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Use the simple present (and not the present continuous) to express a present habitual action.
Use the present continuous to express a habitual action with the word always or with a verb denoting a continuous state: He is always talking in class; He is living in London.
Use the past perfect when the time of one past action is more past than that of another. Put the action which was completed first in the past perfect and the second action in the past tense.
Don't use the present tense and the past perfect in the same sentence. It would be incorrect to say: My brother says that he had not gone to the cinema last night.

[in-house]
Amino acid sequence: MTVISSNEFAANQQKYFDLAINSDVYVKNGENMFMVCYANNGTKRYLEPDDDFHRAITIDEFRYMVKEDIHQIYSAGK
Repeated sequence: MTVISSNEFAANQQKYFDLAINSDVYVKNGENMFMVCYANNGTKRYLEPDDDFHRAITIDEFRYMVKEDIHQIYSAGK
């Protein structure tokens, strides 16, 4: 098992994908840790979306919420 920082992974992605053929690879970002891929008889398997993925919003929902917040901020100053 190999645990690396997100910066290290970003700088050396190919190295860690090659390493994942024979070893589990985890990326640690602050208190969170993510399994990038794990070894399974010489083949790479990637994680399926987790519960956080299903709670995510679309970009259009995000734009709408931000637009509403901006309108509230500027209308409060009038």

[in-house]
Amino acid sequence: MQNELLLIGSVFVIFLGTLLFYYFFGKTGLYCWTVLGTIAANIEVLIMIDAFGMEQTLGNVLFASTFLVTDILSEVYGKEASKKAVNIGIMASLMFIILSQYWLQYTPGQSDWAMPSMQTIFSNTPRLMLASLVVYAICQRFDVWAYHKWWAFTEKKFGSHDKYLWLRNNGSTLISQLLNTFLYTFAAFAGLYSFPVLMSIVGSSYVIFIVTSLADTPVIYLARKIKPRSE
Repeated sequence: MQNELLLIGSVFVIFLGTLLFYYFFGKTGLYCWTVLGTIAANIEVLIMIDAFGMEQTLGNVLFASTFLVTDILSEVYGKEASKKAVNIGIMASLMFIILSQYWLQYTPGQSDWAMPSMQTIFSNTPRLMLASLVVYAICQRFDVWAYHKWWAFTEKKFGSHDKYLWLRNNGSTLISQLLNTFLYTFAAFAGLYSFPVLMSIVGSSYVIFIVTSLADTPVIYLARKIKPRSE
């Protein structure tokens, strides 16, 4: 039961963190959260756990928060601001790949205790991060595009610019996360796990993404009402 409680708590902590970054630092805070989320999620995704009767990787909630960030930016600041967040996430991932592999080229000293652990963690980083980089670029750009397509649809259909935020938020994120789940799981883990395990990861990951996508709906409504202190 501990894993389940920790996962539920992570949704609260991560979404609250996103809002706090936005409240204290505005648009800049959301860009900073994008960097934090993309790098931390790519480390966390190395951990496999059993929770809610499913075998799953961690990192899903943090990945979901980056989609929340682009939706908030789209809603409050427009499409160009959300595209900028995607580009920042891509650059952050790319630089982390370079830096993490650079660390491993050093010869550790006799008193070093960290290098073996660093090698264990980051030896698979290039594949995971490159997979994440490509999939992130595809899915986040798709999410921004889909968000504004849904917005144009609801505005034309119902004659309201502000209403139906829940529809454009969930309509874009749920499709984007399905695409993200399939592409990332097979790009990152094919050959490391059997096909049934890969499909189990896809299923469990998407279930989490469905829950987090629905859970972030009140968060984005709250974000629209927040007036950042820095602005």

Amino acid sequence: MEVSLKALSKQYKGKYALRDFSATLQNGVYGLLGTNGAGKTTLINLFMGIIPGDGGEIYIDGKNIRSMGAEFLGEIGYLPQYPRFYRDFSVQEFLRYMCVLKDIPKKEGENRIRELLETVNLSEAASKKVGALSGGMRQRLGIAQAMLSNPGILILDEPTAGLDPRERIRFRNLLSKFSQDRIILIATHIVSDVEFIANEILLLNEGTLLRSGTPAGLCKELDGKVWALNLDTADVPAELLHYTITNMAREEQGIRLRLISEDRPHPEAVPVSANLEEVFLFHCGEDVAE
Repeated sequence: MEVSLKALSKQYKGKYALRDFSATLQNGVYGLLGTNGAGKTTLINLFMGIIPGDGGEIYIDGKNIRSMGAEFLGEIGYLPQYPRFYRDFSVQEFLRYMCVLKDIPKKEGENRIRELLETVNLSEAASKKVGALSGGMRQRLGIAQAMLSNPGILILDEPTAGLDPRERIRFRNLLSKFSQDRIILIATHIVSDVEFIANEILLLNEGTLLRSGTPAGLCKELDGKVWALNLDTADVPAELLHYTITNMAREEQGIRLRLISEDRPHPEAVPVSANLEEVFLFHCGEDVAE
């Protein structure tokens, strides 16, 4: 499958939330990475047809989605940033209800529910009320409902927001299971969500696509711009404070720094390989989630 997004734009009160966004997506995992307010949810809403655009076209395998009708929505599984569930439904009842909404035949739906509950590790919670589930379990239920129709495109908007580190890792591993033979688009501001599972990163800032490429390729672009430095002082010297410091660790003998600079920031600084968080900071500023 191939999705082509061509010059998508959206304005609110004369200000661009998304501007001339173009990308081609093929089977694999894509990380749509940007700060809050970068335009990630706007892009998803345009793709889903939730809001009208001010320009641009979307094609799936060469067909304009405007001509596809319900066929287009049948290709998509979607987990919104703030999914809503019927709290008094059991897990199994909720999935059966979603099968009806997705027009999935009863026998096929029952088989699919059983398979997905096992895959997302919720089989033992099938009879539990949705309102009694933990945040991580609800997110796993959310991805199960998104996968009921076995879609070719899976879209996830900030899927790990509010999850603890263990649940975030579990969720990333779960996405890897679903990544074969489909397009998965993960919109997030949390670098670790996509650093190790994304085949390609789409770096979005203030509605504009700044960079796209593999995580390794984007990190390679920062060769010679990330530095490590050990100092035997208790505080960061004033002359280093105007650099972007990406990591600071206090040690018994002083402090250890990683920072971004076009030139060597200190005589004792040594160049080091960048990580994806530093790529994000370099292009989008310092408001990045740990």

As a rule, verbs denoting a state rather than an act have no continuous forms, like understand, know, believe, like, love, belong, prefer, consist, mean, hear, see, etc.
Use the past tense after the phrase as if or as though. He talks as if he knew everything, means He talks as he would talk if he knew everything.
Use the subjective were with the verb to be after as if: He acts as if he were a rich man.